The Wizard of Oz's Wicked Witch of the West must not bathe

When the Wicked Witch of the West uses her flying broomstick to set fire to the Scarecrow toward the end of the film, Dorothy acts fast, grabbing a bucket of rainwater and tossing it on her friend to extinguish the flames. However, a bit of water also splashes the Wicked Witch's face, causing her to melt.

As she's melting, the witch screeches, "What a world, what a world! Who would have thought a good little girl like you could destroy my beautiful wickedness?"

Maybe we're overthinking the logistics here, but, as adults rewatching The Wizard of Oz, we think a better question would be, "Who would have thought a little bit of water could kill the Wicked Witch of the West?" If such a small splash was able to cause a full-on, literal meltdown, are we to believe that the Wicked Witch never washed her hands, took a bath, or got caught in an unexpected rainstorm? Was she even able to drink water? We're willing to suspend our disbelief for a lot of things, but we'd love an explanation here.

Dorothy's dress in the Wizard of Oz has pockets!

If you're a woman, you're all too familiar with the struggle of trying to find clothing with actual pockets. As Tanya Basu explained in a piece for The Atlantic, "Women's slacks, dresses, and blazers often have no pockets, or worse, 'fake' pockets that serve no utilitarian purpose besides sartorially leading the wearer on to believe they have a handy wardrobe aide, until it's too late."

The pocket problem is a real and pressing issue for us women — so, when we do come across a cute dress with pockets, we want to shout our excitement from the rooftops. With that in mind, imagine our excitement upon spotting a pocket on Dorothy's famous blue and white gingham dress. 

Blink and you'll miss it, but Dorothy can be seen pulling a handkerchief from the discreet pocket while trying to comfort the crying Cowardly Lion during their first encounter. According to NBC News, this secret pocket was sewn into a seam so that actress Judy Garland would have a convenient place to keep her cigarettes.

Who does Glinda the Good Witch represent in The Wizard of Oz?

Glinda the Good Witch is a major player in The Wizard of Oz. She's the one who puts the ruby slippers on Dorothy's feet when the Kansas girl first arrives in Oz, the one who wakes Dorothy and the Cowardly Lion from their poppy-induced sleep, and the one who ultimately helps Dorothy get back to Auntie Em and Uncle Henry by reminding her there's no place like home.

However, Glinda doesn't appear to have a real-life counterpart, unlike the other main characters Dorothy meets in Oz. The Wicked Witch of the West, for example, is the Oz equivalent of Almira Gulch, while the Scarecrow, Tin Man, and Cowardly Lion are all representative of Dorothy's farmhand friends. Even Professor Marvel is part of Dorothy's technicolor dream as none other than the Wizard of Oz himself.

It would make sense for the Good Witch of the North to have been inspired by a real person from Dorothy's hum-drum, sepia-tone world. However, if there is a Glinda-like character in Dorothy's real life, she's never shown on screen.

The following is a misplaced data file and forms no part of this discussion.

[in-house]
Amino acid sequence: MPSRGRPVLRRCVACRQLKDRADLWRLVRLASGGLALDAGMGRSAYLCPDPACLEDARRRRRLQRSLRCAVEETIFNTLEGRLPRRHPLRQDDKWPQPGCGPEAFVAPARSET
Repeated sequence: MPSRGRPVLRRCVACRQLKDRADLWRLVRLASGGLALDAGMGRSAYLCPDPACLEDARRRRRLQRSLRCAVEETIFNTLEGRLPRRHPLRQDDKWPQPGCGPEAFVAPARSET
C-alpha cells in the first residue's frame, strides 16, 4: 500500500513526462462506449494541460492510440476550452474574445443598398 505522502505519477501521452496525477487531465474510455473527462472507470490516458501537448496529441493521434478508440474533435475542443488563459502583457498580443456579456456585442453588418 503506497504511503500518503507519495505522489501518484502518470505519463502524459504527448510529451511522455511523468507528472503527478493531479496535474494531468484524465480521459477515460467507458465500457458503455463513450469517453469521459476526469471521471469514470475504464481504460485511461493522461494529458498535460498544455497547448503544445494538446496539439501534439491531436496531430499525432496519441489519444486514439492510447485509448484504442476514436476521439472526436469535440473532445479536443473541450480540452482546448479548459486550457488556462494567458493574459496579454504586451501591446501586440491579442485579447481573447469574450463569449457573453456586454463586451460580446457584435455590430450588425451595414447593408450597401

Is the Wizard of Oz supposed to be like a politician?

While rewatching The Wizard of Oz, you'll likely find it difficult to ignore the film's political symbolism. A glaring example of this comes when the Wizard of Oz attempts to abandon his promise to help Dorothy and her pals, prompting Toto to pull back the curtain to expose the so-called wizard for who he truly is.

"Oh, you're a very bad man," Dorothy says upon realizing the great and powerful Wizard of Oz is actually not a wizard at all. "No, my dear, I'm a very good man," the wannabe wizard replies. "I'm just a very bad wizard."

You don't have to know a lot about politics to know that many politicians never fully make good on the promises they make to voters. Of course, this doesn't necessarily mean said politicians are bad people; however, it could mean they're simply not cut out for leadership positions within the world of politics. Considering the Wizard of Oz ultimately proves himself to be a generous, kindhearted man, it's safe to say he's far from a stereotypical, morally corrupt politician type. However, as he said himself, he's still a very bad wizard.

The Wizard of Oz's Glinda the Good Witch is a bit of a drama queen

Rewatching The Wizard of Oz as adults has us thinking that Glinda the Good Witch might not be as altruistic of a character as we were made to believe as children. 

For starters, the fact that Glinda allows Dorothy to repeatedly put herself and her pals in harm's way while trying to find her way back to Kansas — all while wearing a pair of teleportation devices on her feet — is incredibly bewildering. When the Scarecrow asks Glinda why she didn't tell Dorothy that she'd possessed the power to get back to Kansas all along, the Good Witch of the North responds, "Because she wouldn't have believed me. She had to learn it for herself." 

Considering Dorothy believed everything else Glinda said upon her arrival in Oz, we're almost certain she would have trusted that clicking the ruby slippers together would get her back to Auntie Em and Uncle Henry. Maybe we're reading too far into things, but it seems to us that Glinda is just a sucker for some good old-fashioned manufactured drama.